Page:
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Managing vineyard pests with cover crops

In supporting natural predators, plants can serve as an alternative to insecticides.

Lee Allen

August 25, 2022

2 Min Read
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Cover crops benefit the natural predators of pests in vineyards.California Agriculture/UCANR

The folks at University of California, Davis who deal with sustainable agriculture, say cover crops can be broadly defined as “any non-cash crop grown in addition to the primary cash crop.”

They reported, “These crops have the potential to increase soil organic matter and fertility, reduce erosion, improve soil structure, promote water infiltration, and limit pest and disease outbreaks.  Although there are numerous benefits to cover cropping, as with any management technique, there are tradeoffs and limitations that must be considered.”

Research counterparts on the East Coast are now reporting that the tradeoffs are well worth it as “early-season plant cover through the use of cover crops can be more effective at reducing pest density and crop damage than some pesticide applications.”

In research funded by the USDA National Institute of Food and Agriculture, a Penn State-led team of entomologists, like study co-author John Tooker, encouraged growers to plant cover crops and avoid broad-spectrum insecticides whenever possible.

A recent Penn State College of Agricultural Sciences publication reported: “Although adoption of such cover cropping and other conservation-agriculture practices has increased, use of pesticides continues to grow, both in the U.S. and globally, potentially killing non-target and beneficial species and reversing pest management gains from the use of conservation-agriculture tactics.”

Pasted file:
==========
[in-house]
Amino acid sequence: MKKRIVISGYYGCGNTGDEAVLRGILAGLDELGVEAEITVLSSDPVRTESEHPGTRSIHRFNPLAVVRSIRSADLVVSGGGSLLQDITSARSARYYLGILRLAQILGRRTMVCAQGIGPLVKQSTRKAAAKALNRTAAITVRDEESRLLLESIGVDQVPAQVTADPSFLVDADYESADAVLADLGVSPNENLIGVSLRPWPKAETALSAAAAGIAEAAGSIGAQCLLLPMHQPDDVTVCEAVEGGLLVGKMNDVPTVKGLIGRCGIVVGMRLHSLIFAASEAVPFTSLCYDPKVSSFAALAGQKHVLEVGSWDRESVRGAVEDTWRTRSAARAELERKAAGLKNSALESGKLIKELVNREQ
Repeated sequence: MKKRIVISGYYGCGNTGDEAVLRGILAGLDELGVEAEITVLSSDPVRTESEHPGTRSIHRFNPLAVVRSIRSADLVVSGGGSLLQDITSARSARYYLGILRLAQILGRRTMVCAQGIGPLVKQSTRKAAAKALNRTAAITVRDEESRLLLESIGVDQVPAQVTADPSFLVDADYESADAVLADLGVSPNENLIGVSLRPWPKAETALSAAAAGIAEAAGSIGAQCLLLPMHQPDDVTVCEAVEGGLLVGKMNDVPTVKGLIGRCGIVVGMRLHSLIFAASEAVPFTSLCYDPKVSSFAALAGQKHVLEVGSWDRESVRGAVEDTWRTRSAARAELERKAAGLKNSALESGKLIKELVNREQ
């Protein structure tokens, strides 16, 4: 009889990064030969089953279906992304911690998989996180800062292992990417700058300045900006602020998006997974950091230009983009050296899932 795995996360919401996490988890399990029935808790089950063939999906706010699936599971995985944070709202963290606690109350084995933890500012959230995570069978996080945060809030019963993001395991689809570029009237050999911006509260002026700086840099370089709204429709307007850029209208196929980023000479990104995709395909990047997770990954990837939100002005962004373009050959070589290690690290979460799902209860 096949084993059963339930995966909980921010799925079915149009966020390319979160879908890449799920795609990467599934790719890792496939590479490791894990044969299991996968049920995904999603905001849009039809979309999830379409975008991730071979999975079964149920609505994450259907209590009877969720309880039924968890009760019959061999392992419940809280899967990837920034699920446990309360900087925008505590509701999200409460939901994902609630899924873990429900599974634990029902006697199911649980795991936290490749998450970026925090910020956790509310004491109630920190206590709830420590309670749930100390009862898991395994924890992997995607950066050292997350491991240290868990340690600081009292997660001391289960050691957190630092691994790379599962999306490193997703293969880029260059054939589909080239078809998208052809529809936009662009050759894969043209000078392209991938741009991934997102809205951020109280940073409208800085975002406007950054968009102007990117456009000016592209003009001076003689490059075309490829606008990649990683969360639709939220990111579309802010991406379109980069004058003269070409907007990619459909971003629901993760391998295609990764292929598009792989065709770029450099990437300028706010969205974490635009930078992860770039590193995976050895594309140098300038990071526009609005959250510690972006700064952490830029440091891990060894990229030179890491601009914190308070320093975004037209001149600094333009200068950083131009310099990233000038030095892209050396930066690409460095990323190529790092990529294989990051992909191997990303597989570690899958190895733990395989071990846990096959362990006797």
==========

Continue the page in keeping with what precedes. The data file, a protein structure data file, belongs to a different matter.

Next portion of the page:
“Plant cover via cover-cropping can provide habitat for populations of natural pest enemies,” reported Tooker. “Winter cover crops can harbor predator populations outside the growing season of the cash crop.  Once the cover crop is killed to allow cash crop growth, cover crop residues remain on the soil during the growing season and enhance predator habitat.  By increasing predators, cover crops reduce insect pest outbreaks, so it’s critical to protect the predator species.”

Plants benefit predators

The working hypothesis here, according to study lead author Elizabeth Rowen (now an entomology professor at West Virginia University), was that “increased early-season vegetative cover via winter- or spring-sown cover crops would benefit predator populations and increase their biological control potential.”

Two experimental no-till fields were established in a three-year soy-and-corn rotation where small-grain cover crops were planted.  Scientists looked at pest management strategies ranging from crop cover to preventive seed coatings, IPM, or no pest management at all.

At the conclusion of their studies, their report lauded cover-cropping because it “fostered natural-enemy populations that protected corn and soy from damage and was more effective at reducing pest density and damage than intervention-based strategies.”

As always in trying to prove new theories, there are caveats.  “Because cover crops can also leave cash crops vulnerable to some sporadic pest species, growers should be careful to select the best cover crop species for each situation,” wrote Rowen.

“Maximizing cover crop benefit for biological control requires sparing use of insecticides, both preventive and reactive, can reduce predator activity without guaranteeing pest control or greater crop yield.”

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